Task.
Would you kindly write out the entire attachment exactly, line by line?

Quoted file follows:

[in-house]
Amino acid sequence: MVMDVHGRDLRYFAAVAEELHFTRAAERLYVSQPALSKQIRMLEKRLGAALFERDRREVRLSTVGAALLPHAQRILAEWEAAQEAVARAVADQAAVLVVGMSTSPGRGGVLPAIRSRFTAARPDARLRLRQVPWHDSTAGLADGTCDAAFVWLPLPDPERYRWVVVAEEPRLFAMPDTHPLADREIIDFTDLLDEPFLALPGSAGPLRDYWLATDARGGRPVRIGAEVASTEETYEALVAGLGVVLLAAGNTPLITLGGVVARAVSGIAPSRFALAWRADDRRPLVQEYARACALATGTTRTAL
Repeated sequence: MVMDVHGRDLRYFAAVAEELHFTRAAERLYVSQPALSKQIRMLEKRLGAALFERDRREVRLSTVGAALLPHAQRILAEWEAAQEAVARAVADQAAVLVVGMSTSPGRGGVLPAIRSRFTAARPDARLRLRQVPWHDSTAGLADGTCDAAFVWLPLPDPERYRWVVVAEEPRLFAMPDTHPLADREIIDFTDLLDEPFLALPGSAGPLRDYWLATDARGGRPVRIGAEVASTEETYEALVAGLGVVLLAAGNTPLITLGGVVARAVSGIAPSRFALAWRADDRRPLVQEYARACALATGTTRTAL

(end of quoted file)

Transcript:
[in-house]
Amino acid sequence: MVMDVHGRDLRYFAAVAEELHFTRAAERLYVSQPALSKQIRMLEKRLGAALFERDRREVRLSTVGAALLPHAQRILAEWEAAQEAVARAVADQAAVLVVGMSTSPGRGGVLPAIRSRFTAARPDARLRLRQVPWHDSTAGLADGTCDAAFVWLPLPDPERYRWVVVAEEPRLFAMPDTHPLADREIIDFTDLLDEPFLALPGSAGPLRDYWLATDARGGRPVRIGAEVASTEETYEALVAGLGVVLLAAGNTPLITLGGVVARAVSGIAPSRFALAWRADDRRPLVQEYARACALATGTTRTAL
Repeated sequence: MVMDVHGRDLRYFAAVAEELHFTRAAERLYVSQPALSKQIRMLEKRLGAALFERDRREVRLSTVGAALLPHAQRILAEWEAAQEAVARAVADQAAVLVVGMSTSPGRGGVLPAIRSRFTAARPDARLRLRQVPWHDSTAGLADGTCDAAFVWLPLPDPERYRWVVVAEEPRLFAMPDTHPLADREIIDFTDLLDEPFLALPGSAGPLRDYWLATDARGGRPVRIGAEVASTEETYEALVAGLGVVLLAAGNTPLITLGGVVARAVSGIAPSRFALAWRADDRRPLVQEYARACALATGTTRTAL